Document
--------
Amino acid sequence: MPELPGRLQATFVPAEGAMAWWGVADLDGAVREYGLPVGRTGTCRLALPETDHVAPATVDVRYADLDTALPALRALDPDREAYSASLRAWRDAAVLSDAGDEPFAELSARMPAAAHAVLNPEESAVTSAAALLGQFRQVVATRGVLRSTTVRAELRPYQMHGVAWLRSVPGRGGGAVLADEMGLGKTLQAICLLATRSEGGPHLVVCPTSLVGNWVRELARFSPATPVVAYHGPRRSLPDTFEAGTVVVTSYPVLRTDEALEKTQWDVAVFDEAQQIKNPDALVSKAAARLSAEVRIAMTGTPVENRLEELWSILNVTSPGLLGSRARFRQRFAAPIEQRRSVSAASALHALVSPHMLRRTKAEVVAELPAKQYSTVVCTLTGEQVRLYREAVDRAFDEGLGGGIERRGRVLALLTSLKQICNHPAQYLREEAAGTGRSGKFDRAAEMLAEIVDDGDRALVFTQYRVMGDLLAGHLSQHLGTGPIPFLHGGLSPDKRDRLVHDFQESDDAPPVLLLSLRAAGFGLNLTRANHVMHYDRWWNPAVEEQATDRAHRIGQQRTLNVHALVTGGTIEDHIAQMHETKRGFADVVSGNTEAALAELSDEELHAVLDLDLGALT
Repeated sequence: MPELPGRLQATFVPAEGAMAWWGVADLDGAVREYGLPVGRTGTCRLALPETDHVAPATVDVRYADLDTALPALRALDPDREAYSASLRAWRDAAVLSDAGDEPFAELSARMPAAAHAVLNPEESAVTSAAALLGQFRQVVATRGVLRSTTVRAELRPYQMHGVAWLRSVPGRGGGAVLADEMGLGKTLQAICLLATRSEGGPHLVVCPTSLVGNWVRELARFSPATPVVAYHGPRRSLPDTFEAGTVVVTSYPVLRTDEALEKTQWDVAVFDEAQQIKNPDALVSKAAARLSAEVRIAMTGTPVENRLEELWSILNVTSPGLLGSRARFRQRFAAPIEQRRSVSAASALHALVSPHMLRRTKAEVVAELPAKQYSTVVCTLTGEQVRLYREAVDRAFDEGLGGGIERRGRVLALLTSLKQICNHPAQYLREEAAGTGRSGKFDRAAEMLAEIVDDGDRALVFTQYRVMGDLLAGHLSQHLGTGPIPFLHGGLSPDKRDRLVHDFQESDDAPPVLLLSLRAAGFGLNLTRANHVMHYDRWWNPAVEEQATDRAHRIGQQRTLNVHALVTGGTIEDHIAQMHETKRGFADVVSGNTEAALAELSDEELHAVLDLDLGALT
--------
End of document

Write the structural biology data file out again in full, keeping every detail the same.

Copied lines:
Amino acid sequence: MPELPGRLQATFVPAEGAMAWWGVADLDGAVREYGLPVGRTGTCRLALPETDHVAPATVDVRYADLDTALPALRALDPDREAYSASLRAWRDAAVLSDAGDEPFAELSARMPAAAHAVLNPEESAVTSAAALLGQFRQVVATRGVLRSTTVRAELRPYQMHGVAWLRSVPGRGGGAVLADEMGLGKTLQAICLLATRSEGGPHLVVCPTSLVGNWVRELARFSPATPVVAYHGPRRSLPDTFEAGTVVVTSYPVLRTDEALEKTQWDVAVFDEAQQIKNPDALVSKAAARLSAEVRIAMTGTPVENRLEELWSILNVTSPGLLGSRARFRQRFAAPIEQRRSVSAASALHALVSPHMLRRTKAEVVAELPAKQYSTVVCTLTGEQVRLYREAVDRAFDEGLGGGIERRGRVLALLTSLKQICNHPAQYLREEAAGTGRSGKFDRAAEMLAEIVDDGDRALVFTQYRVMGDLLAGHLSQHLGTGPIPFLHGGLSPDKRDRLVHDFQESDDAPPVLLLSLRAAGFGLNLTRANHVMHYDRWWNPAVEEQATDRAHRIGQQRTLNVHALVTGGTIEDHIAQMHETKRGFADVVSGNTEAALAELSDEELHAVLDLDLGALT
Repeated sequence: MPELPGRLQATFVPAEGAMAWWGVADLDGAVREYGLPVGRTGTCRLALPETDHVAPATVDVRYADLDTALPALRALDPDREAYSASLRAWRDAAVLSDAGDEPFAELSARMPAAAHAVLNPEESAVTSAAALLGQFRQVVATRGVLRSTTVRAELRPYQMHGVAWLRSVPGRGGGAVLADEMGLGKTLQAICLLATRSEGGPHLVVCPTSLVGNWVRELARFSPATPVVAYHGPRRSLPDTFEAGTVVVTSYPVLRTDEALEKTQWDVAVFDEAQQIKNPDALVSKAAARLSAEVRIAMTGTPVENRLEELWSILNVTSPGLLGSRARFRQRFAAPIEQRRSVSAASALHALVSPHMLRRTKAEVVAELPAKQYSTVVCTLTGEQVRLYREAVDRAFDEGLGGGIERRGRVLALLTSLKQICNHPAQYLREEAAGTGRSGKFDRAAEMLAEIVDDGDRALVFTQYRVMGDLLAGHLSQHLGTGPIPFLHGGLSPDKRDRLVHDFQESDDAPPVLLLSLRAAGFGLNLTRANHVMHYDRWWNPAVEEQATDRAHRIGQQRTLNVHALVTGGTIEDHIAQMHETKRGFADVVSGNTEAALAELSDEELHAVLDLDLGALT